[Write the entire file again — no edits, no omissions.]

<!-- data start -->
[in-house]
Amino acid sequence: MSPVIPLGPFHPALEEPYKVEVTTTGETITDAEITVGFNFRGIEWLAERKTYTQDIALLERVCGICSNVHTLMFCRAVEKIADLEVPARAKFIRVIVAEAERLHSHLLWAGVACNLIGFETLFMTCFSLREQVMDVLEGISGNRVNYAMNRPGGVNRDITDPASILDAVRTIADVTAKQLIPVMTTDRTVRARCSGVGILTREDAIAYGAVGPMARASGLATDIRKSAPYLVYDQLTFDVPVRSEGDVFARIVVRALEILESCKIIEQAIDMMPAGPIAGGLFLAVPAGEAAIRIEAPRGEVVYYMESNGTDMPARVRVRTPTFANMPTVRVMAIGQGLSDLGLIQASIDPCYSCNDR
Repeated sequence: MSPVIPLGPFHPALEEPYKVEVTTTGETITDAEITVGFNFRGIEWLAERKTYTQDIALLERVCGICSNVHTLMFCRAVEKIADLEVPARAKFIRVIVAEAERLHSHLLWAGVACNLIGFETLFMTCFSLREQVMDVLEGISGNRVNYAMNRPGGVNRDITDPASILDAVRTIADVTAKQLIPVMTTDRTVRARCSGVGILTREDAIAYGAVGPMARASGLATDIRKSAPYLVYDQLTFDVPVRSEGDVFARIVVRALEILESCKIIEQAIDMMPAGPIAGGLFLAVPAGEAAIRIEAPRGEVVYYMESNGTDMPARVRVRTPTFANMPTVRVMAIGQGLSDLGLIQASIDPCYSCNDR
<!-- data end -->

[in-house]
Amino acid sequence: MSPVIPLGPFHPALEEPYKVEVTTTGETITDAEITVGFNFRGIEWLAERKTYTQDIALLERVCGICSNVHTLMFCRAVEKIADLEVPARAKFIRVIVAEAERLHSHLLWAGVACNLIGFETLFMTCFSLREQVMDVLEGISGNRVNYAMNRPGGVNRDITDPASILDAVRTIADVTAKQLIPVMTTDRTVRARCSGVGILTREDAIAYGAVGPMARASGLATDIRKSAPYLVYDQLTFDVPVRSEGDVFARIVVRALEILESCKIIEQAIDMMPAGPIAGGLFLAVPAGEAAIRIEAPRGEVVYYMESNGTDMPARVRVRTPTFANMPTVRVMAIGQGLSDLGLIQASIDPCYSCNDR
Repeated sequence: MSPVIPLGPFHPALEEPYKVEVTTTGETITDAEITVGFNFRGIEWLAERKTYTQDIALLERVCGICSNVHTLMFCRAVEKIADLEVPARAKFIRVIVAEAERLHSHLLWAGVACNLIGFETLFMTCFSLREQVMDVLEGISGNRVNYAMNRPGGVNRDITDPASILDAVRTIADVTAKQLIPVMTTDRTVRARCSGVGILTREDAIAYGAVGPMARASGLATDIRKSAPYLVYDQLTFDVPVRSEGDVFARIVVRALEILESCKIIEQAIDMMPAGPIAGGLFLAVPAGEAAIRIEAPRGEVVYYMESNGTDMPARVRVRTPTFANMPTVRVMAIGQGLSDLGLIQASIDPCYSCNDR